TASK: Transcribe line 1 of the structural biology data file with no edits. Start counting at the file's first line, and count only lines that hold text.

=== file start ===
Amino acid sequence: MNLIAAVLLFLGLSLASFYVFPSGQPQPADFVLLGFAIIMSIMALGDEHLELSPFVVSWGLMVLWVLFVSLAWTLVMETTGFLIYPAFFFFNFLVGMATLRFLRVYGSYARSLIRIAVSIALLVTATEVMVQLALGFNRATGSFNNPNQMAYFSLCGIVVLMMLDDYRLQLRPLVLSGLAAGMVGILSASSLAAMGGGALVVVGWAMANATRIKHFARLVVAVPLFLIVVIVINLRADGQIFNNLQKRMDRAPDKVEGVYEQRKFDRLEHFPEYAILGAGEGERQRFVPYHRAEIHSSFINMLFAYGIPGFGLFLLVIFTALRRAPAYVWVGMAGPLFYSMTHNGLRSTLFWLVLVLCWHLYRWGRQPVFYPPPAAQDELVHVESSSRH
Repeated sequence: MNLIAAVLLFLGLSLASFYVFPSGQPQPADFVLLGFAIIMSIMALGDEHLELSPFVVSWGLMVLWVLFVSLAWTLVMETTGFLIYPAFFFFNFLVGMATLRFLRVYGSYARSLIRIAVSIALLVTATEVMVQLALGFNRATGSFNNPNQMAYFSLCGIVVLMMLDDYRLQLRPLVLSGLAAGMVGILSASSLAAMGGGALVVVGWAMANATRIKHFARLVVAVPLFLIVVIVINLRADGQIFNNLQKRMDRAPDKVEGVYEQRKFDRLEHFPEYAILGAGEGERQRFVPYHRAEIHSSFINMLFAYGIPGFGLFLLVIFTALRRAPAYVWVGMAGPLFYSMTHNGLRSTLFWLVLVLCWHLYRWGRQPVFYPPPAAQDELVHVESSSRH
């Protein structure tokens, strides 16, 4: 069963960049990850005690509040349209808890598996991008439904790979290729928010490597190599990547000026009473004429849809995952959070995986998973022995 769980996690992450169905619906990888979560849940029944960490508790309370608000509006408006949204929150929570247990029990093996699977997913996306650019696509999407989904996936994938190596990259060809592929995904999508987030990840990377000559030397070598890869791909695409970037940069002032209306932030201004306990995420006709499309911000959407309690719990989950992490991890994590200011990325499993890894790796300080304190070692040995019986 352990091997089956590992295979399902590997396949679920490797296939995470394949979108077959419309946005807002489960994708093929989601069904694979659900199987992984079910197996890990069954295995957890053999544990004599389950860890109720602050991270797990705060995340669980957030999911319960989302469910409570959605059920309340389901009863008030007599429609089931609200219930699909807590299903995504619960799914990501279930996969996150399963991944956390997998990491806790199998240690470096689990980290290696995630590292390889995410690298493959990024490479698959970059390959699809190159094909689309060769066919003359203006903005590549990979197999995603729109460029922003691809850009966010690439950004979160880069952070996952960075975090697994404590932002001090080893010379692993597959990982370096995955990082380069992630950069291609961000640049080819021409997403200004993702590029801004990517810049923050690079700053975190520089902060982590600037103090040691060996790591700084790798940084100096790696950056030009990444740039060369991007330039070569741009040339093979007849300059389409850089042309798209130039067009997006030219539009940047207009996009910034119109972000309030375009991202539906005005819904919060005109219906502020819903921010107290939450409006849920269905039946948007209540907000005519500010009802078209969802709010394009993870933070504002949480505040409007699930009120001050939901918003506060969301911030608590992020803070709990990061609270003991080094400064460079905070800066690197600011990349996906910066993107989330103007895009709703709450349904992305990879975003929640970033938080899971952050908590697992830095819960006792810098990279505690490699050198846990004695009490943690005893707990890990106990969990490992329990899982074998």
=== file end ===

Amino acid sequence: MNLIAAVLLFLGLSLASFYVFPSGQPQPADFVLLGFAIIMSIMALGDEHLELSPFVVSWGLMVLWVLFVSLAWTLVMETTGFLIYPAFFFFNFLVGMATLRFLRVYGSYARSLIRIAVSIALLVTATEVMVQLALGFNRATGSFNNPNQMAYFSLCGIVVLMMLDDYRLQLRPLVLSGLAAGMVGILSASSLAAMGGGALVVVGWAMANATRIKHFARLVVAVPLFLIVVIVINLRADGQIFNNLQKRMDRAPDKVEGVYEQRKFDRLEHFPEYAILGAGEGERQRFVPYHRAEIHSSFINMLFAYGIPGFGLFLLVIFTALRRAPAYVWVGMAGPLFYSMTHNGLRSTLFWLVLVLCWHLYRWGRQPVFYPPPAAQDELVHVESSSRH